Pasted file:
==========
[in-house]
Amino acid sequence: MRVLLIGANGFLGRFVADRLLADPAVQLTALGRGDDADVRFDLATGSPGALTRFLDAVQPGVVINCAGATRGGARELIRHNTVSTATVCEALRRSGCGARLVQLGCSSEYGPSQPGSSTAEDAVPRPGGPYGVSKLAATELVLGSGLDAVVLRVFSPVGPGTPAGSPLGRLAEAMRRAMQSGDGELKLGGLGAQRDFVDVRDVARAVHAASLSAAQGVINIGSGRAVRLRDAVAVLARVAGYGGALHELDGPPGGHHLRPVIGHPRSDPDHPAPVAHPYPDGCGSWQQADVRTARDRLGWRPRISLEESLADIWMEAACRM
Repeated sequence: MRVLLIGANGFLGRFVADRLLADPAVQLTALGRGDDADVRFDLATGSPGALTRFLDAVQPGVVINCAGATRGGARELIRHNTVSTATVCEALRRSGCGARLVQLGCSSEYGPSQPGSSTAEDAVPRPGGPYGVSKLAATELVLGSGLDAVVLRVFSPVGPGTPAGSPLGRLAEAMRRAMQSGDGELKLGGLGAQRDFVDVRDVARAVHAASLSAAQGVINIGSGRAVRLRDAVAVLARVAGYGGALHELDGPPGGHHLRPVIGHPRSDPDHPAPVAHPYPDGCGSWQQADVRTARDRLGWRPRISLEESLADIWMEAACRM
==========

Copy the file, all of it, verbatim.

[in-house]
Amino acid sequence: MRVLLIGANGFLGRFVADRLLADPAVQLTALGRGDDADVRFDLATGSPGALTRFLDAVQPGVVINCAGATRGGARELIRHNTVSTATVCEALRRSGCGARLVQLGCSSEYGPSQPGSSTAEDAVPRPGGPYGVSKLAATELVLGSGLDAVVLRVFSPVGPGTPAGSPLGRLAEAMRRAMQSGDGELKLGGLGAQRDFVDVRDVARAVHAASLSAAQGVINIGSGRAVRLRDAVAVLARVAGYGGALHELDGPPGGHHLRPVIGHPRSDPDHPAPVAHPYPDGCGSWQQADVRTARDRLGWRPRISLEESLADIWMEAACRM
Repeated sequence: MRVLLIGANGFLGRFVADRLLADPAVQLTALGRGDDADVRFDLATGSPGALTRFLDAVQPGVVINCAGATRGGARELIRHNTVSTATVCEALRRSGCGARLVQLGCSSEYGPSQPGSSTAEDAVPRPGGPYGVSKLAATELVLGSGLDAVVLRVFSPVGPGTPAGSPLGRLAEAMRRAMQSGDGELKLGGLGAQRDFVDVRDVARAVHAASLSAAQGVINIGSGRAVRLRDAVAVLARVAGYGGALHELDGPPGGHHLRPVIGHPRSDPDHPAPVAHPYPDGCGSWQQADVRTARDRLGWRPRISLEESLADIWMEAACRM